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Try These Research Ideas for Naming Characters
Your Imaginary Friends Are Important
Romeo and Juliet Act 2 Scene 2
“What’s in a name? That which we call a rose
By any other name would smell as sweet.”
Naming Your Characters is Serious Work
The right character name sets the tone for historic novels, speculative fiction stories, and can pay homage to a theme or evoke a collective social feeling.
Consider how these names invoke a feeling or memory and how those feelings connect with millions of people:
Barbie and Ken
As a creative, you spend quality time with your characters. The longer the story, the more real they become. Like children, name them well.
In my current novel on submission (send good thoughts it sells) my story world is Grand Isle, Louisiana. My characters are Southern and of Cajun descent.
Last Names First
A Google search “Cajun Last Names” produced a jackpot of results. I chose a site with the most names possible.
I wanted a name with a Cajun -aux ending. I also didn’t want an overly common name. I settled on Babineaux.
You can perform a similar search for any type of ethnic last name or names common in a specific geographic location. This type of search works for other countries as well.
“<insert country or region> last names”
“Common surnames <insert country or region>”
“Most popular last name <insert city>”
“Common <insert ethnicity> last name <insert country, region, state, etc.>”
This fun site from Reader’s Digest provides common last names by state.
Warning: Long lists can cause analysis paralysis. More is not always better if it slows your project. You can always change a name later.
I Dub Thee?
My character’s first names needed to be respectful of their cultural heritage, Southern settings, and memorable. But not all over-the-top.
Some of the Cast of Characters
Josephine “Josie” was named after a good friend’s mother who had recently died and who had been a chef like my main character.
Brian was chosen for its good guy, non-threatening sound, and has a pleasant alliteration to Babineaux.
Minnow – yes, like the fish and the doomed boat on Gilligan’s Island. Minnow originally was this character’s nickname, but I grew to love it and my beta readers had no problem with it as a first name.
Then I smashed into a blank name wall for three influential characters, Josie’s mother, father, and brother.
For weeks I tried different names and only used “mom”, “dad”, “brother” as I wrote.
Scaling the Wall
Southern names (mainly Caucasian names)
I know from marrying into a white Southern family, many people use their middle names instead of their first names. Add to this, some have double names. My mother-in-law provided me with a family name history that set my Northern-born head spinning.
I bought a subscription to Genealogy Bank, a site where users can search newspapers, census data, and archives. At first I was using it to read about the 2010 Gulf oil spill in the local Louisiana newspapers, this is the heart of my story. Then I decided to conduct a census search on the Babineaux family. I picked a random date -- magic happened. The results revealed Hugh Dean (there’s that double name) and Odeal, a name I had never seen before. Real names for my fictious Cajun family.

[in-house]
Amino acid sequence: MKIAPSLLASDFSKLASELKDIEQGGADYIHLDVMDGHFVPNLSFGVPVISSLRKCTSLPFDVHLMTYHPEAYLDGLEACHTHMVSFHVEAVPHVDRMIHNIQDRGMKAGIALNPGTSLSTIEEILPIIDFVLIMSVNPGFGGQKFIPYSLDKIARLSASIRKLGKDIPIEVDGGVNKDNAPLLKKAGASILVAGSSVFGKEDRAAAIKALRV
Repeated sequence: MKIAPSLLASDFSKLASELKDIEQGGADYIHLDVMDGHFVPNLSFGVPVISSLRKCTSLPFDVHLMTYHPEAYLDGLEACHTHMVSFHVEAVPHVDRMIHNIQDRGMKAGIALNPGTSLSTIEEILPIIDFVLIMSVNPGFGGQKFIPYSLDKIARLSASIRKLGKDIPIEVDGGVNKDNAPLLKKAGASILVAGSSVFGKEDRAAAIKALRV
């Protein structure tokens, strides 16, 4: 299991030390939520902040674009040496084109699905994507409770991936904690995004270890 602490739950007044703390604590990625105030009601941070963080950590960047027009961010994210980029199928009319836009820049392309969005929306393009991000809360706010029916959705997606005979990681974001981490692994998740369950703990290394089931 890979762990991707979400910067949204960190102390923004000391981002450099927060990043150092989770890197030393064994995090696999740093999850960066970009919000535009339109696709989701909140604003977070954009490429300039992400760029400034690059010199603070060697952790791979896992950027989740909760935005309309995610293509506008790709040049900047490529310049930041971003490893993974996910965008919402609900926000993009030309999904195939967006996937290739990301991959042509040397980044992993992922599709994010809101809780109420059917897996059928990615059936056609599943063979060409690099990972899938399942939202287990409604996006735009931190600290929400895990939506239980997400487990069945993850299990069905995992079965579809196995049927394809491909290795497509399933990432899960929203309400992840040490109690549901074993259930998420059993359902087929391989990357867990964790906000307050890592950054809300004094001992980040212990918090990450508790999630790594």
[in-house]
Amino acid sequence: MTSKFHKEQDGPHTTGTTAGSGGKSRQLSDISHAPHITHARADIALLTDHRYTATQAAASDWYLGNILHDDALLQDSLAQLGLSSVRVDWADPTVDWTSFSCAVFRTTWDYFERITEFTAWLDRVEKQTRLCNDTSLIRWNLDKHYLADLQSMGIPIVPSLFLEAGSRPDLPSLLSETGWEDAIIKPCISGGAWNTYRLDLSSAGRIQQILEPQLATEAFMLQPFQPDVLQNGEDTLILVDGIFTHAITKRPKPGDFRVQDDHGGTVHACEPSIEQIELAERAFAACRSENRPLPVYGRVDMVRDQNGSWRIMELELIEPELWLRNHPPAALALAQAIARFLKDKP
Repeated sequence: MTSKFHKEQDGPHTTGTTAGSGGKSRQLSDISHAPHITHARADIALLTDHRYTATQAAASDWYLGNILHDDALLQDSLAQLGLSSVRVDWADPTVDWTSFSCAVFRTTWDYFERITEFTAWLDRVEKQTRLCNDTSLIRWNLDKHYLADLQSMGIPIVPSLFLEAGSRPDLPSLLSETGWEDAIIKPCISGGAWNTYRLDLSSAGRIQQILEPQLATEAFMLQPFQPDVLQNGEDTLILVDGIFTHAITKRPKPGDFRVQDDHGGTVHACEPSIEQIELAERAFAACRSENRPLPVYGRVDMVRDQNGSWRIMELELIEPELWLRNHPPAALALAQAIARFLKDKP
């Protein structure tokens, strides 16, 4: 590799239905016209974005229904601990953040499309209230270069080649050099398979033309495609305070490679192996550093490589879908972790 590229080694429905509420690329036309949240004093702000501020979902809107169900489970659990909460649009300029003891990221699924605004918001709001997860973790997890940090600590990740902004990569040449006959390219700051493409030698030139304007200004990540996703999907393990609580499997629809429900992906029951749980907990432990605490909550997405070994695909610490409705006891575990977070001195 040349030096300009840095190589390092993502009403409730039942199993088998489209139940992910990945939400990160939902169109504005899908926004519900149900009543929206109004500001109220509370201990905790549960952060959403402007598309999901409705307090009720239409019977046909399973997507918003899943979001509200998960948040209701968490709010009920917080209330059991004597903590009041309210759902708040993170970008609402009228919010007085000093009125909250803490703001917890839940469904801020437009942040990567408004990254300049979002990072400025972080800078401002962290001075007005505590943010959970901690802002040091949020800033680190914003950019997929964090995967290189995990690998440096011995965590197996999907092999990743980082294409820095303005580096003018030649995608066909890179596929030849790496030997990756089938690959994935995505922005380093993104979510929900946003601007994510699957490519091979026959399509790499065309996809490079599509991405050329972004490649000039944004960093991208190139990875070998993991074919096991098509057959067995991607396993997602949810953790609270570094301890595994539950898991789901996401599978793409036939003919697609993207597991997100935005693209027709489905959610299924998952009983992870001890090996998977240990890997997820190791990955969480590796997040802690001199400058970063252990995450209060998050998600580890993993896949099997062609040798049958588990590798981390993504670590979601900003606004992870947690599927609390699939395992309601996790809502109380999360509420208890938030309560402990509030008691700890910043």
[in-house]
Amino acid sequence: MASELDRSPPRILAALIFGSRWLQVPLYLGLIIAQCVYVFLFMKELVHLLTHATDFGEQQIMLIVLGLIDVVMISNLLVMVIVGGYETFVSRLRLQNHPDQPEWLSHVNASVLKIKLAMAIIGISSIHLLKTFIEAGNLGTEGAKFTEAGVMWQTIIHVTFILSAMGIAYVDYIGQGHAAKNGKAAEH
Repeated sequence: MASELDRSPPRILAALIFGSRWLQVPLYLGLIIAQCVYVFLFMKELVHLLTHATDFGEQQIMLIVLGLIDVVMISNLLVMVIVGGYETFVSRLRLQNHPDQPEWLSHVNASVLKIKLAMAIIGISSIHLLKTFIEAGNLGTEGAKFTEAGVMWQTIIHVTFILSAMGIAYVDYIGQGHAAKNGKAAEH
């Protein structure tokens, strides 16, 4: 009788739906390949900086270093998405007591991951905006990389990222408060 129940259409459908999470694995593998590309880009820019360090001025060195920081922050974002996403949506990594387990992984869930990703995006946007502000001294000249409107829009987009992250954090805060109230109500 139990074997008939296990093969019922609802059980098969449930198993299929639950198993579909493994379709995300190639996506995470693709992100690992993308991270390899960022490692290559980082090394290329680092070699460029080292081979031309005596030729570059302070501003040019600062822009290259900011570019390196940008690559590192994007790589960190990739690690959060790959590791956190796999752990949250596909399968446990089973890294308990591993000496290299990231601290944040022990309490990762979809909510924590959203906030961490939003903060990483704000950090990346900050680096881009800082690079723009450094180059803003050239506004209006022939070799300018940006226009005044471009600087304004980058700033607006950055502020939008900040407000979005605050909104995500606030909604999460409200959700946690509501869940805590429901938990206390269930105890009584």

Hughdean became the brother, Odeal the mother, and following the double naming convention and my fondness for alliteration, the father became Daniel Dean. I returned to my original list of Cajun last names and chose Austin for this part of the family.
FYI : You can search US Census data from 1790-1950 online through the National Archives. You can also research the National Archives in Washington DC in person with an appointment. I’ll talk about archival research in a future newsletter.
Other Interesting Sources of Names?
Scrivener. This powerful writing program has a name generator. Check out this tutorial.
US Social Security Agency. This US federal agency will provide you with the most popular names in any year after 1879!
Baby Naming Sites. Of course, there are baby naming sites.
Behind the Name provides an extensive list of names for many cultures and the meanings and Biblical names.
Forebears a genealogy portal with interesting data on last names and more.
Subscription sites such as Genealogy Bank, Ancestry.Com, and Newspapers.com can offer up interesting names based on real people and stories.
Remember your local library as a source of baby naming books. Just browsing the stacks and looking at author’s first and last names can prove to be a character naming source of inspiration.
Final Thought. Remember Your Reader
As a creator, you decide what to call your people (pets too). Avoid naming characters with the same letter or sound. It’s difficult to keep Jesse, Janis, and Joshua separate or Kris and Christine. Each story has its own verbal tics and often when writers are at the beginning of the process, we gravitate to repetitive names and sounds.
If you’re naming a character from outside your ethnicity or culture, take a few moments and research names and spellings. This will add authenticity and ensure you are treating your characters and readers with respect.
How do you name your characters and is any of this helpful? I’d love to know.
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